You can usually tell when this is about to happen by an ashy, dulled out coloration on their scales, and hazy gray-blue eye caps.

In this situation, all you need to do is offer the proper humidity level and possibly soak your snake so that they can shed comfortably.

And once they’ve finished shedding? Simply offer food a day or two later.

Other Tips Techniques for a Ball Python That Won’t Eat

Looking for a little extra help in terms of how to get a ball python to eat? No worries, I’ve got you covered!

Here are some other tried and true tricks that might peak your python’s appetite:

Prey temperature

Ball pythons detect their prey with their heat-sensing pits, so go beyond simply thawing that frozen rat and let it sit in a waterproof bag in hot water

The rodent needs to be much warmer than room temperature to be detected by your snake.

Prey type and scenting

As we discussed before, different snakes have different preferences. You can try these variations, but only try ONE different or new thing at a time.

If you try more than once without giving your ball python a little chance to recover from any possible mealtime stress, it will be much less likely to eat.

Start with any of these suggestions to give your ball python a variety if new prey and scents to spark their appetite:

    • Offer different sizes of rats, mice, and African soft-furred rats.
    • Offer each species and size as frozen and as pre-killed.
    • Thawing frozen rodents with a chicken bouillon cube, or dip it in chicken noodle soup. If you’re not squeamish, you can even try “braining” the rodent – using a sharp instrument to open the skull and expose the odor of the brain, which can be tempting to some individual snakes.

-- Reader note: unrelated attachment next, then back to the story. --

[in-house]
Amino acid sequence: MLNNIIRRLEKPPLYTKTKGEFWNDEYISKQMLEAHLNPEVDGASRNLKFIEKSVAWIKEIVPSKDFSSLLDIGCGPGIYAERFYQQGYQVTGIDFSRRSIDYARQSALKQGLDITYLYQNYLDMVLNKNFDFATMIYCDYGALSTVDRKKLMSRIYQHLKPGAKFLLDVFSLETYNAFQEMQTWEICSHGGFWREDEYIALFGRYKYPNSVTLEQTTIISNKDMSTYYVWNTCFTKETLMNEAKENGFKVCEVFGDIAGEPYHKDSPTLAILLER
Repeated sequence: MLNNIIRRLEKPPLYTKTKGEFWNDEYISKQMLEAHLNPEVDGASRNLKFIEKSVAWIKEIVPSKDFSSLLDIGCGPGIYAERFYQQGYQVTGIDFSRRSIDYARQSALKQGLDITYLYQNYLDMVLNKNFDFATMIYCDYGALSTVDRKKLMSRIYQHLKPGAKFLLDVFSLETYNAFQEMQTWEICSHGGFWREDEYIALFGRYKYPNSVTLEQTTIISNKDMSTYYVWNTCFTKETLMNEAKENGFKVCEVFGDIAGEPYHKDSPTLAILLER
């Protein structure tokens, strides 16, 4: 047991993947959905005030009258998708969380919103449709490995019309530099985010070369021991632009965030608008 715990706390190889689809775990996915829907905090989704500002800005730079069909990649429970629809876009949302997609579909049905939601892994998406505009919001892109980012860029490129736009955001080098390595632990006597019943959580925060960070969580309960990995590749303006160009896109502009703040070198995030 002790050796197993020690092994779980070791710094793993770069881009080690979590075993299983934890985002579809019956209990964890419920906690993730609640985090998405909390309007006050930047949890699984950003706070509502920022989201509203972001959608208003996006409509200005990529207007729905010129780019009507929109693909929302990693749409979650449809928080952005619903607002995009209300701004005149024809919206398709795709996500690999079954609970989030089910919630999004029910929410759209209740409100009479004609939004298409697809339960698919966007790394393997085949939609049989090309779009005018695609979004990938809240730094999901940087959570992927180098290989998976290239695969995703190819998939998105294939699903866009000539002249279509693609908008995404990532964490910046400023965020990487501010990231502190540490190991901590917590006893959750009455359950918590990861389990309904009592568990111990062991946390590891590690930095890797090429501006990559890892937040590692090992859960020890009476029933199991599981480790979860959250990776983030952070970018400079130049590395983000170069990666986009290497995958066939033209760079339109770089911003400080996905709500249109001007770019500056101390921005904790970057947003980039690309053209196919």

• Only use live prey as a last resort, and always make sure to supervise so that the rodent doesn’t injure your snake, but this final attempt may finally trigger your ball python’s hunting and eating instincts.

Feeding technique

Again, only try one new method at a time. If your ball python doesn’t eat, wait seven to fourteen days, then try something else.

To add a little a variety into your feeding technique, try one these techniques:

      • Wiggle the prey near them until they become interested
      • Try feeding them during nighttime hours or with the lights off.
      • Don’t take them out of their enclosure or even their hiding spot to feed them.
      • Leave them overnight in a paper bag, in their enclosure, with the pre-killed prey item.

Wrapping Up Ball Pythons That Won’t Eat

If you’ve followed the above guidelines, you’ve made sure the lighting, heat, and humidity parameters are followed to a T, and your ball python STILL won’t eat, please don’t stress!

Again, I want to reiterate that it is PERFECTLY NORMAL and that most ball pythons start eating on their own again without any intervention.

The most important thing is to not cause additional stress to your snake by trying to force or over-coax them to eat.

Have hope that they will resume eating when they’re ready, watch out for other warning signs of parasite or disease, and don’t stop trying.

Good luck!

1 thought on “Ball Python Won’t Eat? Here’s 7 Possible Reasons & how to Fix Them Fast”

  1. We have two snakes that have not eaten in 2 months I am not sure if it is the rats that we are feeding or if it is that we don’t handle them as much as we did when they stopped eating. Can someone help, please. email me at tshans35@gmail,com

    Reply